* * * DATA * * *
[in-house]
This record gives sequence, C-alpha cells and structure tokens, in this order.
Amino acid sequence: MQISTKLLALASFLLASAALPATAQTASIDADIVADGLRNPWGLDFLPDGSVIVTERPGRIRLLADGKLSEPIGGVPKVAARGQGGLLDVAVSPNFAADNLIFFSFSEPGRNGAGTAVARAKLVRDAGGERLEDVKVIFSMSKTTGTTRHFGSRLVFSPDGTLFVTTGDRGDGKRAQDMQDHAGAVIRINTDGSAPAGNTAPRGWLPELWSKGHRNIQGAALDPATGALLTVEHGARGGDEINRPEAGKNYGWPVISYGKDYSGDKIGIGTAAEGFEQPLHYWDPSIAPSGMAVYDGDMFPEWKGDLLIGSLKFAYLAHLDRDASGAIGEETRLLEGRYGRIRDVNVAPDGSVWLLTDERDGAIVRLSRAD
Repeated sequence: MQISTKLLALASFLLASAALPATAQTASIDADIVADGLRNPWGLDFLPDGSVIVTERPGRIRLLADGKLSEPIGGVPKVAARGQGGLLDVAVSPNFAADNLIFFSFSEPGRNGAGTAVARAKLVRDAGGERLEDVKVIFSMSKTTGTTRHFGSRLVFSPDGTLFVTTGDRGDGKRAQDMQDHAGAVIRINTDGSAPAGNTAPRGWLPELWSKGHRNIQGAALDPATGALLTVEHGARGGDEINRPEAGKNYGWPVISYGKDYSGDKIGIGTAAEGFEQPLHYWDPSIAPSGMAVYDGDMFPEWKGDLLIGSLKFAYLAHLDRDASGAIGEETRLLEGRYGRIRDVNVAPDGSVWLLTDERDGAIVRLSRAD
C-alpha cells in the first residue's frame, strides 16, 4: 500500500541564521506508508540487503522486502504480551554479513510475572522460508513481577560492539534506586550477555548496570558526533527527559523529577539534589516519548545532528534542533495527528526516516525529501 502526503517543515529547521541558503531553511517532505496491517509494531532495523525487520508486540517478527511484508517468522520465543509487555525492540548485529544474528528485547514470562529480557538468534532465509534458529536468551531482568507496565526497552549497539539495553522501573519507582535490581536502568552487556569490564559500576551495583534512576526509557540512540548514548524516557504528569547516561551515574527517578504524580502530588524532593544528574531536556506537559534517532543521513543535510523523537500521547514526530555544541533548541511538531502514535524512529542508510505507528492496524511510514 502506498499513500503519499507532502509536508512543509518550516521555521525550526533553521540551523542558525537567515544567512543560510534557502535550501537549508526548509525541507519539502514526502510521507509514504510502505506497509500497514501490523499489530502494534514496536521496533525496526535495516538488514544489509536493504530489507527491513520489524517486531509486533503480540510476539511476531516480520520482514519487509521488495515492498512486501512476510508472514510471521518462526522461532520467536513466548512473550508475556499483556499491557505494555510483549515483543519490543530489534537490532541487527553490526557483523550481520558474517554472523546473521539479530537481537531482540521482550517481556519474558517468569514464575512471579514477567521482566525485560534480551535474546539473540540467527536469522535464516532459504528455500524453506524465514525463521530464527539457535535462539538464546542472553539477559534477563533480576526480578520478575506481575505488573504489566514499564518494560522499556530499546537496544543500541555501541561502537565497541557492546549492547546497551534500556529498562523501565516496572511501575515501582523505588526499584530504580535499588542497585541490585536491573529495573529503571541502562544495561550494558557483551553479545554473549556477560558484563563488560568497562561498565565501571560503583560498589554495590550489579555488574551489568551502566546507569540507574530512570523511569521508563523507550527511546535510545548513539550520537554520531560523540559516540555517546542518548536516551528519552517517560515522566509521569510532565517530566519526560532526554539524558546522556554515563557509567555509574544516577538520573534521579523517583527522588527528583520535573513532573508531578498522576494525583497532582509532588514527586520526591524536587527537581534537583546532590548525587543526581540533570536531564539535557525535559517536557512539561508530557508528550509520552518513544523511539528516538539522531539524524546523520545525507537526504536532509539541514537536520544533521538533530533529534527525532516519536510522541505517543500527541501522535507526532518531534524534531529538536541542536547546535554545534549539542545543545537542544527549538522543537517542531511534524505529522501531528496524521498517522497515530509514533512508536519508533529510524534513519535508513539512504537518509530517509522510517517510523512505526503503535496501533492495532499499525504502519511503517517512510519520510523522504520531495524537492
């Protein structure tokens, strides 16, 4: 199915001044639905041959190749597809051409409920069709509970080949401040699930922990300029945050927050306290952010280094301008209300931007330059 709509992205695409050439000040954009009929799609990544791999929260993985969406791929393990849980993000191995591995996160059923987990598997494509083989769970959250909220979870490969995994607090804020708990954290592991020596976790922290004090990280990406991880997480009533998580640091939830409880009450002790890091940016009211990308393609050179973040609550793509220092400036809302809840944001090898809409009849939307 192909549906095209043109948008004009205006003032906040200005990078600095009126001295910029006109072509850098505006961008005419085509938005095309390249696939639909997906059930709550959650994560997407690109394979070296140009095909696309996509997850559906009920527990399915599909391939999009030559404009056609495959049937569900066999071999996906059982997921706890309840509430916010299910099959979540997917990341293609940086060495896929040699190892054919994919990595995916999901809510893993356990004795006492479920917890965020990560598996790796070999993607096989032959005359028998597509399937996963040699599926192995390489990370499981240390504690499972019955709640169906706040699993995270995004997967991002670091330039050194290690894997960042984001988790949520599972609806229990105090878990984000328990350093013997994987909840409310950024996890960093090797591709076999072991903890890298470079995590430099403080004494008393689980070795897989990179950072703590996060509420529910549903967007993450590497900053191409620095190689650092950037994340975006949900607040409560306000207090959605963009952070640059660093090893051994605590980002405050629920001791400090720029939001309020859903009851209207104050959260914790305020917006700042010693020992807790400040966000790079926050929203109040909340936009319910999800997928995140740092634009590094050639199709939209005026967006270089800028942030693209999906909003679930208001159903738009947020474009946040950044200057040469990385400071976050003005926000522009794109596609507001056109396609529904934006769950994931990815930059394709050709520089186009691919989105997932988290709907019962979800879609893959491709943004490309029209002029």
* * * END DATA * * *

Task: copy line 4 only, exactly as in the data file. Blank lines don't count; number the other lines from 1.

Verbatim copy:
Repeated sequence: MQISTKLLALASFLLASAALPATAQTASIDADIVADGLRNPWGLDFLPDGSVIVTERPGRIRLLADGKLSEPIGGVPKVAARGQGGLLDVAVSPNFAADNLIFFSFSEPGRNGAGTAVARAKLVRDAGGERLEDVKVIFSMSKTTGTTRHFGSRLVFSPDGTLFVTTGDRGDGKRAQDMQDHAGAVIRINTDGSAPAGNTAPRGWLPELWSKGHRNIQGAALDPATGALLTVEHGARGGDEINRPEAGKNYGWPVISYGKDYSGDKIGIGTAAEGFEQPLHYWDPSIAPSGMAVYDGDMFPEWKGDLLIGSLKFAYLAHLDRDASGAIGEETRLLEGRYGRIRDVNVAPDGSVWLLTDERDGAIVRLSRAD